‘Workers of the world, unite. You have nothing to lose but your chains’.
So is written on the tombstone of the father of all grafters, Karl Marx.
Yet this rallying cry could just as easily apply to estate agents up and down the country, ‘oppressed’ by the corporate bourgeoisie and shackled to meagre earnings, the toil from which provides huge profits for their masters.
For decades thousands upon thousands of hard-working agents have acquired customers, built relationships with them, worked alongside them to find them the right buyer and then navigated them through the protracted, bureaucratic treacle of the conveyancing process.
In many cases, a branch manager will spend more time speaking to a client some days than she or he does their own partner. And the stress that is shared from pressured vendors, stressed buyers and lawyers that drag their feet can be truly hair-pulling.
The time that it takes to sell a property has increased, despite technology and better communication methods. It is not unusual for the relationship with a seller to last for six months or more – longer than some of my friends’ marriages have lasted.
Yet, and here’s the rub, the typical estate agent negotiator, lister of branch manager earns between just 5% and 10% of the fee that their customer ultimately pays.
And when I say their customer, I really mean their customer. Because it was you that first spoke to them, visited them, signed them up and held their hand for half a year until completion.
5% to 10% of the total fee. For doing all of the work. Let that sink in for a second.
Your overlords have costs, of course. The office rent, the business rates, leases and so on and usually a chunky management fee that contributes to the Mercs and expense accounts at head office.
By way of example, LSL PLC, owners of Reeds Rains, Your Move and Marsh & Parsons, made £35.9 million profit last year and had branch and premises lease costs of over £32 million.
So that’s nearly £68 million that goes straight out the door and that the staff do not benefit from. Plus interest on borrowings, director travel, entertaining etc – you get the gist.
Then not to mention staff costs of course – using LSL as an example again (as a listed business their annual report is super clear and easy to glean such data from), the average staff member earns a median salary of £25,600 but which, just to provide context, is thirty times less than the CEO’s £775,000 salary.
In other words, the CEO earns 30 times more than his average staff member. Total executive director salaries at the group account for around £2.5 million each year.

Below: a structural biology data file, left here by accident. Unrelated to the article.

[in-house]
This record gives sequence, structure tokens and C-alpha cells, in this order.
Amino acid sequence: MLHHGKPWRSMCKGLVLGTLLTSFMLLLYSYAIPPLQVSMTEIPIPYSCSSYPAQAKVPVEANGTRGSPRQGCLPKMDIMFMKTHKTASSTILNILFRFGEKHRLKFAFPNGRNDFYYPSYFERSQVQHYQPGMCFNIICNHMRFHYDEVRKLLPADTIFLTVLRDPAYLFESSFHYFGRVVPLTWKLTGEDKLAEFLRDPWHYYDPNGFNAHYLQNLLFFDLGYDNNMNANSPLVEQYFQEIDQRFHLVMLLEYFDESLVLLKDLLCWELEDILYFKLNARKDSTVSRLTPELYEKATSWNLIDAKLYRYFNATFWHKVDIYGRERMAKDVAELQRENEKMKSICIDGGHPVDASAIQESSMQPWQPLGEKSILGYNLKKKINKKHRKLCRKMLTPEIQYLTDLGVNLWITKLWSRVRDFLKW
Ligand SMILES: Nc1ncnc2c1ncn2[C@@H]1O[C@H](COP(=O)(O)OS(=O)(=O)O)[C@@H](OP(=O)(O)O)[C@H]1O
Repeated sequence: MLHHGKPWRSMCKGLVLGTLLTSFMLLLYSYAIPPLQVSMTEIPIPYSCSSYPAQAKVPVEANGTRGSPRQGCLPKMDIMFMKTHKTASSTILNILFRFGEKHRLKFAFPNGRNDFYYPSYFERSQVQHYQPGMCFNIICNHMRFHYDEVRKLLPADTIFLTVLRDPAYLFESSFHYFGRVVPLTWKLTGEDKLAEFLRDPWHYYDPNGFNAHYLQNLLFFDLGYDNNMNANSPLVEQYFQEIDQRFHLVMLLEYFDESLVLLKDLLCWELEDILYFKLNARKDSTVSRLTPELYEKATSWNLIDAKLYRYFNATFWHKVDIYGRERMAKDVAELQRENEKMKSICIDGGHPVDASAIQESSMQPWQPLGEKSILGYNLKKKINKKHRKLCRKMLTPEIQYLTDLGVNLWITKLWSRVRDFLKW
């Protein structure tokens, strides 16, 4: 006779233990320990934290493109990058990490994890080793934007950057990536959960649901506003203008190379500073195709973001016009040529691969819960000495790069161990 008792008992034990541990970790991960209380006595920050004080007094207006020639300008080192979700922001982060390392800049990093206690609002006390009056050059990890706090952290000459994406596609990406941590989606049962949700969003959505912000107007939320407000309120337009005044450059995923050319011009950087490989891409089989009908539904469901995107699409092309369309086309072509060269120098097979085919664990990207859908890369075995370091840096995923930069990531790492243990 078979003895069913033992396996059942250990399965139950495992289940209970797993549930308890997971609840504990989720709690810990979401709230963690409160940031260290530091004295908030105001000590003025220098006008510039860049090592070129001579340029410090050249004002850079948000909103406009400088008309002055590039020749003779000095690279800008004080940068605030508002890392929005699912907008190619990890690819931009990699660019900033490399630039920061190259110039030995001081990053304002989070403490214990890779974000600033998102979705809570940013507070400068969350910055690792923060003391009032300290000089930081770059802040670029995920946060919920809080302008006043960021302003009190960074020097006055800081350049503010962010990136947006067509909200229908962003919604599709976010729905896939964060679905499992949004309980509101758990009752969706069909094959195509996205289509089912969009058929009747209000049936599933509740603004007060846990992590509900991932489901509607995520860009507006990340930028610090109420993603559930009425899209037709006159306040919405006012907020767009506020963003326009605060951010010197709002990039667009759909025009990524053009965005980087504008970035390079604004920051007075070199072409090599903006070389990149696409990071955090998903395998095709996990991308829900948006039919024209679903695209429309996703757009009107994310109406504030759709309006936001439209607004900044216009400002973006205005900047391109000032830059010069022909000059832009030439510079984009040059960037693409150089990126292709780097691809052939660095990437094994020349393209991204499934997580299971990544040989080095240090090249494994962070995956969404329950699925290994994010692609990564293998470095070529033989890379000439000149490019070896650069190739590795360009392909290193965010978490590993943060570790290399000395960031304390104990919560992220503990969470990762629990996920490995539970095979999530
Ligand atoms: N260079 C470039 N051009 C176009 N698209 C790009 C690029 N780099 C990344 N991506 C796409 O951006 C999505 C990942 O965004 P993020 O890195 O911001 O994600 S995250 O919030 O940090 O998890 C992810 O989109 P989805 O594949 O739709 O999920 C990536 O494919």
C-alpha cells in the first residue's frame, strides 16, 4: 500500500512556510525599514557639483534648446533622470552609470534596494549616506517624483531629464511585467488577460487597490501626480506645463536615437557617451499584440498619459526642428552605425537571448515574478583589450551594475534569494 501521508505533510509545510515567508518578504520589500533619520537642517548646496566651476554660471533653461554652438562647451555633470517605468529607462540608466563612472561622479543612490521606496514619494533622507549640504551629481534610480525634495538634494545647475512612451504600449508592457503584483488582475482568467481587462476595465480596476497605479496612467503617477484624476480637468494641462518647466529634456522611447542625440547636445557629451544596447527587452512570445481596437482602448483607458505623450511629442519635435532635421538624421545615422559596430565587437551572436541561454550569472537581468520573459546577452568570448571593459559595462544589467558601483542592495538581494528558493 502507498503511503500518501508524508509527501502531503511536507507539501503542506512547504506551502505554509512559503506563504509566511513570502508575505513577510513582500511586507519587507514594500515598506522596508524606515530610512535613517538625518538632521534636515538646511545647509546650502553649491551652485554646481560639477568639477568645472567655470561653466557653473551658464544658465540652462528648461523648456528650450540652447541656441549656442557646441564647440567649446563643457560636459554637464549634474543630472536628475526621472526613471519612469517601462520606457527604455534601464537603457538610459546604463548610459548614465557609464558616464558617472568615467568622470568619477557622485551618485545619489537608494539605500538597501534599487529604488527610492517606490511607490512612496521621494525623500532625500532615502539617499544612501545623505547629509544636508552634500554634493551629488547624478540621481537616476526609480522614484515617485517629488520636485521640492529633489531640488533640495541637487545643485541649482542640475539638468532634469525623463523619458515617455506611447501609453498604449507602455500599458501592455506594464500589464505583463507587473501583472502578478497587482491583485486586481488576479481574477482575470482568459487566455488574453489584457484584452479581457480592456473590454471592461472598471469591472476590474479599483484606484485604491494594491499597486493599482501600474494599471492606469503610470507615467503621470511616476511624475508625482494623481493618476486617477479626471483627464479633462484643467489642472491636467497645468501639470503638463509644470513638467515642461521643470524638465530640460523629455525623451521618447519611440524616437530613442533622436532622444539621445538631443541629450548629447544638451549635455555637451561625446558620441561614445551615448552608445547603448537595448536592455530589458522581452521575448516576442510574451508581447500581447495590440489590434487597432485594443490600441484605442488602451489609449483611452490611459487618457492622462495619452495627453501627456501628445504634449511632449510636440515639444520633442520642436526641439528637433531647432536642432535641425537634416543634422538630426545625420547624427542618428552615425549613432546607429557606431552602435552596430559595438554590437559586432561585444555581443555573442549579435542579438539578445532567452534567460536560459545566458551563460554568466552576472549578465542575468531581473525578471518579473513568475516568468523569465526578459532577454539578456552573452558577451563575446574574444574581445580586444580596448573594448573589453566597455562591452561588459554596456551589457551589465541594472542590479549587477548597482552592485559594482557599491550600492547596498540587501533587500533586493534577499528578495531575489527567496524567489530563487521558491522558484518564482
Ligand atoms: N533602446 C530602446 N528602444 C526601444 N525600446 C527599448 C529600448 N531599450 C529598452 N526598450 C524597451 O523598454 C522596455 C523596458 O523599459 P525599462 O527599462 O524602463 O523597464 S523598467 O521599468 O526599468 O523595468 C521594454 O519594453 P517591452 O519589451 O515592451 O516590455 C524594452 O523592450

You may ask, does Ian Crabbe work thirty times harder than Amanda Bolton at Your Move, Burton on Trent? Or David Flower at Your Move, Watford?
If only there was a way to be paid proportionally to your efforts without giving 90% to 95% of your reward to ‘the man’?
Well, unless you’ve been locked in a filing cabinet for the last few months, you’ll be aware of a growing movement in estate agency now that provides significant and proportionate earning ability whereby agents work for themselves flexibly under the wing of a big brand that supports them with technology, training, compliance and a base, in return for keeping between 70% and 90% of the fee.
I am now biased of course and so to be fair, I will mention the names of a number of businesses that are turning to this model – it’s not just the big boys like global leader Keller Williams but also Bob and Rollo at Agent & Homes; Cow & Co; Adrian Black’s YOU Home, Rupert, Alex and friends at the London Broker, Adam Day’s eXp UK, Humberts and of course Sean Newman’s business.
Now, I’m hesitant ‘calling out the future of estate agency’ because I seem to remember that I did that once before and was famously very, very wrong.
Yet, centralised hub models at full fee are not so contentious as online and are not so outwardly seen as a departure from the traditional model where the customer is concerned.
And so, do I see good, ambitious agents turning to a role that is more lucrative as an individual agent empowered by a supportive brand? Yes.
Do I see current, traditional agents tweaking their branch approach to venture further outside of their standard geographic territory in order to attack bigger markets with self-employed agents working remotely from those branches? Yes.
Do I think the clever agents will do this as a true-hybrid play? Yes.
But do I believe that the big corporates, the businesses that really should embrace this approach to their considerable benefit and that of their customers and agents will do so? In order to survive - in fact especially now that they are all shedding branch offices like unwanted ballast? No, no I don’t believe so because they are already proven to be slow, unresponsive behemoths that are thinking just one CEO tenure at a time rather than having any innovative, long-term vision.
Is Independents Day (sic) truly afoot? Up the workers, I say.
*Russell Quirk is Co-Founder of Properganda PR and Investor Director at Keller Williams (Essex)